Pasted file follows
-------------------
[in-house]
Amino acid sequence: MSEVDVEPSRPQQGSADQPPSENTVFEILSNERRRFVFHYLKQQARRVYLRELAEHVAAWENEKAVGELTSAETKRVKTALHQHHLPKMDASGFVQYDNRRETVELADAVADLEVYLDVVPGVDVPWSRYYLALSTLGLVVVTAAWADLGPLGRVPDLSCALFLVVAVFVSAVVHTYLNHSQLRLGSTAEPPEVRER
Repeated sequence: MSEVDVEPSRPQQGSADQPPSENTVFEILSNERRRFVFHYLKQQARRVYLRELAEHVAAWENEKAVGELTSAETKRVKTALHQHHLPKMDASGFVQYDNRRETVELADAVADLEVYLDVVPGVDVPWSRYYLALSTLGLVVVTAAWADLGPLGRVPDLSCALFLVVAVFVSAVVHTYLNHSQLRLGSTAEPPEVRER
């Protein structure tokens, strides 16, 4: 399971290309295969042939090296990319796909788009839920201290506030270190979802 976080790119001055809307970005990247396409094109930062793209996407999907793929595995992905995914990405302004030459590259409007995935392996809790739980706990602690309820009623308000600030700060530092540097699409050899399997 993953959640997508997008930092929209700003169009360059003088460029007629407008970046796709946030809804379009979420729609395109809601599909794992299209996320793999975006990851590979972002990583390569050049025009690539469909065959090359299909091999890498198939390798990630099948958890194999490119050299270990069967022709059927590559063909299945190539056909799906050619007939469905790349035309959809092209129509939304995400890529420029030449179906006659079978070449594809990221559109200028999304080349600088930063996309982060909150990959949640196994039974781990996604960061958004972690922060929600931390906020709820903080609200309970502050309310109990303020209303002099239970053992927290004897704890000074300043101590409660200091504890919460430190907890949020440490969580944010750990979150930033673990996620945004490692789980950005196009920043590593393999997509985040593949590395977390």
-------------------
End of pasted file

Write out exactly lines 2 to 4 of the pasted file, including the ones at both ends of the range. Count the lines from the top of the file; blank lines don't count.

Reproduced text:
Amino acid sequence: MSEVDVEPSRPQQGSADQPPSENTVFEILSNERRRFVFHYLKQQARRVYLRELAEHVAAWENEKAVGELTSAETKRVKTALHQHHLPKMDASGFVQYDNRRETVELADAVADLEVYLDVVPGVDVPWSRYYLALSTLGLVVVTAAWADLGPLGRVPDLSCALFLVVAVFVSAVVHTYLNHSQLRLGSTAEPPEVRER
Repeated sequence: MSEVDVEPSRPQQGSADQPPSENTVFEILSNERRRFVFHYLKQQARRVYLRELAEHVAAWENEKAVGELTSAETKRVKTALHQHHLPKMDASGFVQYDNRRETVELADAVADLEVYLDVVPGVDVPWSRYYLALSTLGLVVVTAAWADLGPLGRVPDLSCALFLVVAVFVSAVVHTYLNHSQLRLGSTAEPPEVRER
């Protein structure tokens, strides 16, 4: 399971290309295969042939090296990319796909788009839920201290506030270190979802 976080790119001055809307970005990247396409094109930062793209996407999907793929595995992905995914990405302004030459590259409007995935392996809790739980706990602690309820009623308000600030700060530092540097699409050899399997 993953959640997508997008930092929209700003169009360059003088460029007629407008970046796709946030809804379009979420729609395109809601599909794992299209996320793999975006990851590979972002990583390569050049025009690539469909065959090359299909091999890498198939390798990630099948958890194999490119050299270990069967022709059927590559063909299945190539056909799906050619007939469905790349035309959809092209129509939304995400890529420029030449179906006659079978070449594809990221559109200028999304080349600088930063996309982060909150990959949640196994039974781990996604960061958004972690922060929600931390906020709820903080609200309970502050309310109990303020209303002099239970053992927290004897704890000074300043101590409660200091504890919460430190907890949020440490969580944010750990979150930033673990996620945004490692789980950005196009920043590593393999997509985040593949590395977390």